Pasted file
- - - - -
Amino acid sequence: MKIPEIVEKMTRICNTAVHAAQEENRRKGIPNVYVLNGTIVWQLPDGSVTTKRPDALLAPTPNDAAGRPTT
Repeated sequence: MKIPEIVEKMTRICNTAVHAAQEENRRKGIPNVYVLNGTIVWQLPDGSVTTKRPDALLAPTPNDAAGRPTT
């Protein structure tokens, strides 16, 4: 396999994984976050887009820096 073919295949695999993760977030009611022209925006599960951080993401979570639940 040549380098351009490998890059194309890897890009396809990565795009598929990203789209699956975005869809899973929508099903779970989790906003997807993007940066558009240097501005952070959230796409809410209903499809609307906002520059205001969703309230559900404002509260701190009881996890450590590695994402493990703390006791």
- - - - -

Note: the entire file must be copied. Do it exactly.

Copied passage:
Amino acid sequence: MKIPEIVEKMTRICNTAVHAAQEENRRKGIPNVYVLNGTIVWQLPDGSVTTKRPDALLAPTPNDAAGRPTT
Repeated sequence: MKIPEIVEKMTRICNTAVHAAQEENRRKGIPNVYVLNGTIVWQLPDGSVTTKRPDALLAPTPNDAAGRPTT
């Protein structure tokens, strides 16, 4: 396999994984976050887009820096 073919295949695999993760977030009611022209925006599960951080993401979570639940 040549380098351009490998890059194309890897890009396809990565795009598929990203789209699956975005869809899973929508099903779970989790906003997807993007940066558009240097501005952070959230796409809410209903499809609307906002520059205001969703309230559900404002509260701190009881996890450590590695994402493990703390006791």